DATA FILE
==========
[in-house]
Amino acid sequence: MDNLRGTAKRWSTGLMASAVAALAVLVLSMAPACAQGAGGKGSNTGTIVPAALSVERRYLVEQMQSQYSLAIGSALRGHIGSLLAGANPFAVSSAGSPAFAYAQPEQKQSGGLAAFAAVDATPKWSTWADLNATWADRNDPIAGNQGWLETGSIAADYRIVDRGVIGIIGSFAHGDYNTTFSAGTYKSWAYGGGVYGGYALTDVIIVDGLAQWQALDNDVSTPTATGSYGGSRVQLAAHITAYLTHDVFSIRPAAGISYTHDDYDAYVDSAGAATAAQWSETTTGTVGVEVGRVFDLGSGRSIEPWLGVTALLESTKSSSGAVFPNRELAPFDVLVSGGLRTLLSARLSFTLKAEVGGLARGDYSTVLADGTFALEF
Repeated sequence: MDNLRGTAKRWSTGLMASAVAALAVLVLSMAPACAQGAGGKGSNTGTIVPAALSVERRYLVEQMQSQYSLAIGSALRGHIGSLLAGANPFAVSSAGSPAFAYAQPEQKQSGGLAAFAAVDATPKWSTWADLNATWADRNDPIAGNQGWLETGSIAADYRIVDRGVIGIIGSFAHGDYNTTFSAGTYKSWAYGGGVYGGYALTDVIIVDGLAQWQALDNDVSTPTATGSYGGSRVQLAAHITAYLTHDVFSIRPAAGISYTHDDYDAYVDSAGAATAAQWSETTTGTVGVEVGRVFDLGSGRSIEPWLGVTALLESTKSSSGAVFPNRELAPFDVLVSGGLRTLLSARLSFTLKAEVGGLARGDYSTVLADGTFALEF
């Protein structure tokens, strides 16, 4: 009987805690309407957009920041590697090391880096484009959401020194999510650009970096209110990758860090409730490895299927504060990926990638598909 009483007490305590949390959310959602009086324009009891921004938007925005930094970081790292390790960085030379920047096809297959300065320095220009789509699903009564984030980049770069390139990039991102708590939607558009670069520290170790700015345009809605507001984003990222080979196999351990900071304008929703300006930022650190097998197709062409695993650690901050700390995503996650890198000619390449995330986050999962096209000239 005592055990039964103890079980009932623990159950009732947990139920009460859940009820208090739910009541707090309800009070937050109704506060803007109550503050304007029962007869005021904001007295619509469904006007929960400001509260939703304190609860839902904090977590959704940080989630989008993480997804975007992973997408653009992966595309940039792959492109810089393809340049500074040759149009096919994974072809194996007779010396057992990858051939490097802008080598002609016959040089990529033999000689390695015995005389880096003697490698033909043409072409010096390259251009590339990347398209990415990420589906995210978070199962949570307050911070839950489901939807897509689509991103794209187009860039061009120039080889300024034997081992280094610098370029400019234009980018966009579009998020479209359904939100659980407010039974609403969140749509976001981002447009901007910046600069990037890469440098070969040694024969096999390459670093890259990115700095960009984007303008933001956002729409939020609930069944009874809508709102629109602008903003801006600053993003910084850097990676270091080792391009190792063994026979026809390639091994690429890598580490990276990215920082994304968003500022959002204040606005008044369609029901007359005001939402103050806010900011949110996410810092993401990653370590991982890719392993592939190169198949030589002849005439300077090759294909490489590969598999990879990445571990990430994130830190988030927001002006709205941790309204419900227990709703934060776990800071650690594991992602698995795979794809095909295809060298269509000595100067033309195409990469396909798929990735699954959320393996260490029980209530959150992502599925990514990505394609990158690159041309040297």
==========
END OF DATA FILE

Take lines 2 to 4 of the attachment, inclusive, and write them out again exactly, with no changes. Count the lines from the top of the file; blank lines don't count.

Amino acid sequence: MDNLRGTAKRWSTGLMASAVAALAVLVLSMAPACAQGAGGKGSNTGTIVPAALSVERRYLVEQMQSQYSLAIGSALRGHIGSLLAGANPFAVSSAGSPAFAYAQPEQKQSGGLAAFAAVDATPKWSTWADLNATWADRNDPIAGNQGWLETGSIAADYRIVDRGVIGIIGSFAHGDYNTTFSAGTYKSWAYGGGVYGGYALTDVIIVDGLAQWQALDNDVSTPTATGSYGGSRVQLAAHITAYLTHDVFSIRPAAGISYTHDDYDAYVDSAGAATAAQWSETTTGTVGVEVGRVFDLGSGRSIEPWLGVTALLESTKSSSGAVFPNRELAPFDVLVSGGLRTLLSARLSFTLKAEVGGLARGDYSTVLADGTFALEF
Repeated sequence: MDNLRGTAKRWSTGLMASAVAALAVLVLSMAPACAQGAGGKGSNTGTIVPAALSVERRYLVEQMQSQYSLAIGSALRGHIGSLLAGANPFAVSSAGSPAFAYAQPEQKQSGGLAAFAAVDATPKWSTWADLNATWADRNDPIAGNQGWLETGSIAADYRIVDRGVIGIIGSFAHGDYNTTFSAGTYKSWAYGGGVYGGYALTDVIIVDGLAQWQALDNDVSTPTATGSYGGSRVQLAAHITAYLTHDVFSIRPAAGISYTHDDYDAYVDSAGAATAAQWSETTTGTVGVEVGRVFDLGSGRSIEPWLGVTALLESTKSSSGAVFPNRELAPFDVLVSGGLRTLLSARLSFTLKAEVGGLARGDYSTVLADGTFALEF
């Protein structure tokens, strides 16, 4: 009987805690309407957009920041590697090391880096484009959401020194999510650009970096209110990758860090409730490895299927504060990926990638598909 009483007490305590949390959310959602009086324009009891921004938007925005930094970081790292390790960085030379920047096809297959300065320095220009789509699903009564984030980049770069390139990039991102708590939607558009670069520290170790700015345009809605507001984003990222080979196999351990900071304008929703300006930022650190097998197709062409695993650690901050700390995503996650890198000619390449995330986050999962096209000239 005592055990039964103890079980009932623990159950009732947990139920009460859940009820208090739910009541707090309800009070937050109704506060803007109550503050304007029962007869005021904001007295619509469904006007929960400001509260939703304190609860839902904090977590959704940080989630989008993480997804975007992973997408653009992966595309940039792959492109810089393809340049500074040759149009096919994974072809194996007779010396057992990858051939490097802008080598002609016959040089990529033999000689390695015995005389880096003697490698033909043409072409010096390259251009590339990347398209990415990420589906995210978070199962949570307050911070839950489901939807897509689509991103794209187009860039061009120039080889300024034997081992280094610098370029400019234009980018966009579009998020479209359904939100659980407010039974609403969140749509976001981002447009901007910046600069990037890469440098070969040694024969096999390459670093890259990115700095960009984007303008933001956002729409939020609930069944009874809508709102629109602008903003801006600053993003910084850097990676270091080792391009190792063994026979026809390639091994690429890598580490990276990215920082994304968003500022959002204040606005008044369609029901007359005001939402103050806010900011949110996410810092993401990653370590991982890719392993592939190169198949030589002849005439300077090759294909490489590969598999990879990445571990990430994130830190988030927001002006709205941790309204419900227990709703934060776990800071650690594991992602698995795979794809095909295809060298269509000595100067033309195409990469396909798929990735699954959320393996260490029980209530959150992502599925990514990505394609990158690159041309040297």